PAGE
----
As a young girl, I spent hours poring over the family scrapbooks that my mother had begun to assemble. For the next 60 years, she lovingly put together photographs and newspaper clippings along with her own memoirs and family stories. Most of the albums cover the end of the 19th century and much of the 20th, although some of them go back to early ancestors. And it's the photographs that bring the stories alive!
The meticulously-preserved books abound with stories of expansion and exploration, trauma and triumph, in the lives of famous or near-famous people of the time, lives that were only one or two degrees of separation from our own.
An example of this is the never-ending public fascination with the life of Amelia Earhart (see "Amelia Earhart's Prenup Is Remarkably Modern," posted Dec. 11, 2012). Growing up, I was aware of Amelia's story in a close-up and personal way.
To explain that, I have to tell you a little bit about my family. My father, born in 1887, was the son of John Davey, the "Father of Tree Surgery," who developed the science of saving trees around the turn of the 20th century. Following in his footsteps, my father and his three brothers built the Davey Tree Expert Company, the first of its kind.
Always the adventurer and explorer, my father and his first wife, Mary, traveled the entire world researching trees. He became the era's foremost authority on the subject, and was often at the forefront of the expanding new world of foreign travel. Simply put, he was one of the major explorers of the first third of the 20th century, long before the world became so homogenized.
So what does this have to do with Amelia Earhart?
My father married Mary Binney, heiress of the Binney and Smith Crayola Company in 1916, and they settled in Greenwich, Conn., close to Mary's parents and sisters. Mary's older sister, Dorothy Binney, had married George Putnam in 1911.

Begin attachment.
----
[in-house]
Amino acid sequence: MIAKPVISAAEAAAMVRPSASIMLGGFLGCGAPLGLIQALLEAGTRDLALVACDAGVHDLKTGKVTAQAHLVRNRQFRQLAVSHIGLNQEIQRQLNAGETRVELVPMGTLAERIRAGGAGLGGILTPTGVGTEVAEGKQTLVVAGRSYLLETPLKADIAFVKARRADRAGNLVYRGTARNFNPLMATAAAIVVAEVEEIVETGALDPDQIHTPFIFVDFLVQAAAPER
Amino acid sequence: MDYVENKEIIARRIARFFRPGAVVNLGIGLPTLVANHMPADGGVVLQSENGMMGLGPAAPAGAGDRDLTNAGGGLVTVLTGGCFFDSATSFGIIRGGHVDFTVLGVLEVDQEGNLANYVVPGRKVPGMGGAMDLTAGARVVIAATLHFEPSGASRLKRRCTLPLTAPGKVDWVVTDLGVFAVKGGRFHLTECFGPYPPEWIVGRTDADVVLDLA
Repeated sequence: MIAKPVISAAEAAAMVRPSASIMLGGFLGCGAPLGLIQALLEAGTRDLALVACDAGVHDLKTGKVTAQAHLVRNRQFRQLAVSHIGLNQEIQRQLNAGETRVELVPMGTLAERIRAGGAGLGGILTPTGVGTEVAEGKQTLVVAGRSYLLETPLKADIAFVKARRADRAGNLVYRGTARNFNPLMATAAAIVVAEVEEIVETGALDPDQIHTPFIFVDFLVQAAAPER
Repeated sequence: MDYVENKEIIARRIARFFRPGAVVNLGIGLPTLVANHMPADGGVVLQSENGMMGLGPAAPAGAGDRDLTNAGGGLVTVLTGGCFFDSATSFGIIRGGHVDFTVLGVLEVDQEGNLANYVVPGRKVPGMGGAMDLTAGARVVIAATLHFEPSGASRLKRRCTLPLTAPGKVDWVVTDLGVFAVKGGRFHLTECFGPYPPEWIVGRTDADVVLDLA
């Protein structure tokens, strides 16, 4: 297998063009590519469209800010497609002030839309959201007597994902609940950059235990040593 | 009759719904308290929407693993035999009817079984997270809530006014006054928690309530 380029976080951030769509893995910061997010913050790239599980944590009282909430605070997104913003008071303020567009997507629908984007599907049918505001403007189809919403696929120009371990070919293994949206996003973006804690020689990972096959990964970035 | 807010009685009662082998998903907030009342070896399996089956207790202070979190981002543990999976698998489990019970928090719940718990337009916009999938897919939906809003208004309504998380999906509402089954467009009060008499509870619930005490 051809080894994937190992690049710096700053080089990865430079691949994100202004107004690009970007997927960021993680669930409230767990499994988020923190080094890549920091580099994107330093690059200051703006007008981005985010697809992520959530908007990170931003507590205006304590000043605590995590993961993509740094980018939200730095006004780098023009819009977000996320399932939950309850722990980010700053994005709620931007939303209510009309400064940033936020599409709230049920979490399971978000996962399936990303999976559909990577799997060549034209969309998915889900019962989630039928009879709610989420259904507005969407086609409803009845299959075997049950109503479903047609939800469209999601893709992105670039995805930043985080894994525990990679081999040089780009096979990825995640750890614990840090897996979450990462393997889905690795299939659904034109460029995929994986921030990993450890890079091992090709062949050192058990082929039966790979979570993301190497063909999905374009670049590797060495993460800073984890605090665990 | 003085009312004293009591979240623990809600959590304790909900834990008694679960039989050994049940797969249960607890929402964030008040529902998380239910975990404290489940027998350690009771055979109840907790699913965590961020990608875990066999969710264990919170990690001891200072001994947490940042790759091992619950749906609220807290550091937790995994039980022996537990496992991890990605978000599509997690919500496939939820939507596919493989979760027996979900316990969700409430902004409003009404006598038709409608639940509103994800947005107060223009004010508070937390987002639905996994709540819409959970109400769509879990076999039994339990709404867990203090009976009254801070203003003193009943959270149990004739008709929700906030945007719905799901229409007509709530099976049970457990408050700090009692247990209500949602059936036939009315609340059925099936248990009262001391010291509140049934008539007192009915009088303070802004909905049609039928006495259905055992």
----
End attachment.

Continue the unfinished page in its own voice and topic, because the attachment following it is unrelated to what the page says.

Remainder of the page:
George was the grandson of the man who founded the century-old G.P.Putnam & Sons, the oldest and largest publishing house in the world. Its authors included Washington Irving, James Fenimore Cooper, Ralph Waldo Emerson, Edgar Allan Poe, and Nathaniel Hawthorne. For his part, George specialized in publishing books about travel and exploration.
Exploration was George's passion, and he had several notable Arctic adventures to his credit. He also backed a number of history-making aviation events. His wife Dorothy was an equally avid traveler, as well as a celebrated hostess to the most stimulating and celebrated adventurers of the day -- for example Admiral Richard Byrd, pioneering American polar explorer and aviator. In fact, the Putnams were so well known for entertaining famous adventurers that Will Rogers -- much-loved American actor, humorist, and social commentator in the 1920s and 1930s -- joked that you couldn't snare an invitation unless you had conquered some uncharted territory.
So this was the world that my father inhabited.
Both George and Dorothy Putnam were fascinated with the new advances in aviation, and George was the lucky publisher who signed an agreement with Charles Lindbergh to publish his first book, We. It was George who mentored Amelia Earhart in her career as an aviatrix and writer, and later, under the glare of tabloid publicity, fell in love with her. They later married, after George and Dorothy's 1928 highly-publicized divorce.
If you are interested in the real story about George and Dorothy and Amelia, I highly recommend that you read Whistled Like A Bird: The Untold Story of Dorothy Putnam, George Putnam, and Amelia Earhart (1997), written by Sally Putnam Chapman, Dorothy's granddaughter. Dorothy wanted to set the record straight, and gifted Sally with her intimate diaries. In the book, my father (Jim) and his wife Mary are mentioned as being present when Dorothy and George were in the process of making the final painful decision to divorce.
Which brings us to the point of the new book that I'm writing, Horizons Unlimited: True Stories of Trauma and Triumph. I feel so fortunate that my readers have traveled with me as I've posted blogs about not only the history of Pan Am, but my own personal adventures as well. Pan Am employees know that we took part in history-making events, and we often felt like Forrest Gump, thrust in the middle of the most important world news of the day.
But our experience pales in comparison to the grand adventures of my father and other relatives. Now I'm inviting you to go on this new journey with me -- true stories about real people -- who have some connection to my family, or just one or two unbelievable degrees of separation from us. I'll be posting some of these stories as I go along.
As a psychoanalyst, I'm always struck by the fact that truth is much more fascinating than fiction. The real story of Dorothy and George Putnam and Amelia is a poignant, heartbreaking, and absorbing tale about real people living amazing lives.